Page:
Leadership Spokane is committed to the truism that leaders always learn. With another successful Hoopfest in the books celebrating teams, athletes and Spokane, it is clear that the hard work on those courts is more often than not the “building” of a team. A team is fundamentally the essence of three characteristics — the leader, the ability of the team to synergize for success and the characteristics of the team members’ themselves.
This weekly blog often details the key servant leadership characteristics of the leader alone. It is a vital part of the equation and certainly the phrase “leadership matters” is always spot on. Even in not being successful, how epic the failure can be softened with strong leadership. Likewise, leaders should always consider why they should be followed, but followers should be earnest as part of the leadership “contract” in working well with their other followers. To do so is the essence of being a good team player and Hoopfest winning teams do this well as unselfish players move the ball quickly to help drive or pass to the hoop.
A final ingredient to a good team is having the right skills to make a good team player. It was a rich experience to have Kevin Durant visit Hoopfest this year, a recent MVP of the NBA playoffs. Durant had for years been very close to winning an NBA championship on the Oklahoma Thunder but matching his skills with those of the Golden State Warriors made a championship seemingly easy, winning in five games. Durant was a perfect fit for the Warriors in his skills synced well with the other all – star Steph Curry.
Basketball is a sport easy to picture the external skills required. With enough training, players can all be taught to shoot free throws. All can also be taught to guard the basket or drive to the basket. Yet, all are not exceptional at these basic skills. The essential leadership point of this blog is to spotlight that building certain strengths of followers maximizes their impact. In other words, some players are skilled at free throws and should be placed in those positions. Other players are good defenders and should be allowed to blossom in those positions. A leader’s ability early on to foster skill-building using various project management challenges will boost dividends for an organizations for a long time coming. A leader’s ability to bolster unique strengths is an art form and not easy but the key to coaching strong sports teams. The reason why diversity remains such a compelling part of any organization or team is that we are all different — thus, when we build those strengths into one team, victory always follows. Winning did follow on the courts of Hoopfest for those who had the individual strengths in the right team position.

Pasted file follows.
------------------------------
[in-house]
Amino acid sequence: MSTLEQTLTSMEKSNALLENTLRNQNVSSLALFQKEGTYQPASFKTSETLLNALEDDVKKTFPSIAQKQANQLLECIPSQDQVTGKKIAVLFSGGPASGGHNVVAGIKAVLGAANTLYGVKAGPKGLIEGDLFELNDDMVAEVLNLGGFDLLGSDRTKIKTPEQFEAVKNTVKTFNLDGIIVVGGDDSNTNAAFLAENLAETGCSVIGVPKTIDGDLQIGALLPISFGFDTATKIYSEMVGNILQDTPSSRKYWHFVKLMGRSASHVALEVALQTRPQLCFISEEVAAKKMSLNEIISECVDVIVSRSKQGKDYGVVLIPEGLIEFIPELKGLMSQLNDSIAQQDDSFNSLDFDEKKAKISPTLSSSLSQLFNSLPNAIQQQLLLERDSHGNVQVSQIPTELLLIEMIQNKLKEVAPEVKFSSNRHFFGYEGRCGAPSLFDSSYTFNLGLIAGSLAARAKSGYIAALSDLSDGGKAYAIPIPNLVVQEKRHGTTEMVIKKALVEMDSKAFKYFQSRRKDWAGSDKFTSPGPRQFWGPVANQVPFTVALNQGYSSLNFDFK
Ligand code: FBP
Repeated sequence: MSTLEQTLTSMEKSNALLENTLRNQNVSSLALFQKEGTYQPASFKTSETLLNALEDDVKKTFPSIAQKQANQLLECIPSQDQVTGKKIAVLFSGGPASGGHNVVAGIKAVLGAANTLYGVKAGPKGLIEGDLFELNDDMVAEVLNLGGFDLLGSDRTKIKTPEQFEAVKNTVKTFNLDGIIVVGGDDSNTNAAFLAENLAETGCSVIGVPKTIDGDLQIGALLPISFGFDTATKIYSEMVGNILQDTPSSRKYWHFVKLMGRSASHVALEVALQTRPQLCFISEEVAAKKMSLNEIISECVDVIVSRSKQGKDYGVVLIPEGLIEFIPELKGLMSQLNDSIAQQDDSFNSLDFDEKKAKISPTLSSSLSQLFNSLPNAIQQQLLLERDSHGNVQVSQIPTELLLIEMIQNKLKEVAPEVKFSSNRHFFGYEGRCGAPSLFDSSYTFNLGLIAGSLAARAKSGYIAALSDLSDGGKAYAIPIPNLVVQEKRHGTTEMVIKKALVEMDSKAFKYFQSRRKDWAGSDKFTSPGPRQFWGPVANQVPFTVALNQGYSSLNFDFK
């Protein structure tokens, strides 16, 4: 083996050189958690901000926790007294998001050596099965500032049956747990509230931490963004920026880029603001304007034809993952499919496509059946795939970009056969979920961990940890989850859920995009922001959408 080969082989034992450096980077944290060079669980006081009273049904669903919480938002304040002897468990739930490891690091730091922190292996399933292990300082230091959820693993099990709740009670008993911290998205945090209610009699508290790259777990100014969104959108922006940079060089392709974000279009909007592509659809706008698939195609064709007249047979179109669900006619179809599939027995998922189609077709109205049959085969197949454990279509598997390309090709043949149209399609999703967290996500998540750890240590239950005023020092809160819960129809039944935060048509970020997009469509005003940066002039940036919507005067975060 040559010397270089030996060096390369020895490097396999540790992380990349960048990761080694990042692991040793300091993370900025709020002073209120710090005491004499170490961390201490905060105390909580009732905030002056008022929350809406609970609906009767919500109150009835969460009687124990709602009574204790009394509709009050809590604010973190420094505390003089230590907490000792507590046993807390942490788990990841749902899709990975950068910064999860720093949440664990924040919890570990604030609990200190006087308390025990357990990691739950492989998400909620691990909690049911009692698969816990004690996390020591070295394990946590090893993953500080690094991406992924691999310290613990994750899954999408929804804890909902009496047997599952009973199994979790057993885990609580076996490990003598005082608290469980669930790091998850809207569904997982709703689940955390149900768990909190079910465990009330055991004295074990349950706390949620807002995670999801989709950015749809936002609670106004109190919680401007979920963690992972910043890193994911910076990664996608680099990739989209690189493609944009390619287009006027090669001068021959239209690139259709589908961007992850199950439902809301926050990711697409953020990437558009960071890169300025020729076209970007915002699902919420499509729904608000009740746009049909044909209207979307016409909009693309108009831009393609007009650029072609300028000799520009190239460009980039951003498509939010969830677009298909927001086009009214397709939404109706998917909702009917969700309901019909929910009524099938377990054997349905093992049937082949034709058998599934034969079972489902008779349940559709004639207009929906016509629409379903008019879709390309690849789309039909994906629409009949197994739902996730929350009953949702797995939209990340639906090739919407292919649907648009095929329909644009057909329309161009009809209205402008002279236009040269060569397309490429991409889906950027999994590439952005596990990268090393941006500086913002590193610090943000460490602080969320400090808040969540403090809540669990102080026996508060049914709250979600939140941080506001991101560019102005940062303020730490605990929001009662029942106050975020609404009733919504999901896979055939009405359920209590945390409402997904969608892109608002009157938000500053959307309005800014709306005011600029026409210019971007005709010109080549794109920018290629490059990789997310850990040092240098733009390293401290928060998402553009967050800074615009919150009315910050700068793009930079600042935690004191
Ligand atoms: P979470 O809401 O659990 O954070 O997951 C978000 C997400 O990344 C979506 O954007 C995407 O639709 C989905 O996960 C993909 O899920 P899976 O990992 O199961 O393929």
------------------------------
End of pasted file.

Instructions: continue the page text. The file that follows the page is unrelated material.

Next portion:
Beyond identifying strengths, the hardest part for any leader is the fact that oftentimes we cannot start with blank sheets of paper in building a team. Leaders show to an organization where followers or teammates are already identified and the freedom to move employees around is not always possible. Leadership is always an art more than science and in these routine circumstances finding a means to sharpen strengths and mitigate weaknesses is how teams can truly rise. Understanding this challenge is the first step to maximizing team cohesion an d synergy. The second step is moving out and working to build employees who are comfortable “driving to the hoop to score” or choosing followers that may be stronger in a “defensive” role.
Even leaders need to realize that as times change, their skills may be better in other places. For example, Uber Technologies, Inc. boss Travis Kalanick surprisingly resigned last week from his famous company when it became apparent his startup vision skills were not best suited for the mounting management challenges the revolutionary company is facing in a changing marketplace. Times change and teams need to evolve with them as do their leaders. In short, Hoopfest is an incredible display of teamwork and athletic leadership across our area in two short days culminating in many championship games with cheers and tears on all sides. Athletic talent is a part of the equation and certainly some sideline coaching helps as well. But, building a team fostering strengths is the hardest part of our sun-drenched street courts. It is even harder in the workplace where many teams are already set in concrete. A leader’s job though is to build the team to drive the hoop. Victory and success are always possible when teams rise built on strength where differences are married up to create forward momentum and scoring. Let the coaching begin!
Great things in business are never done by one person. They’re done by a team of people. ~ Steve Jobs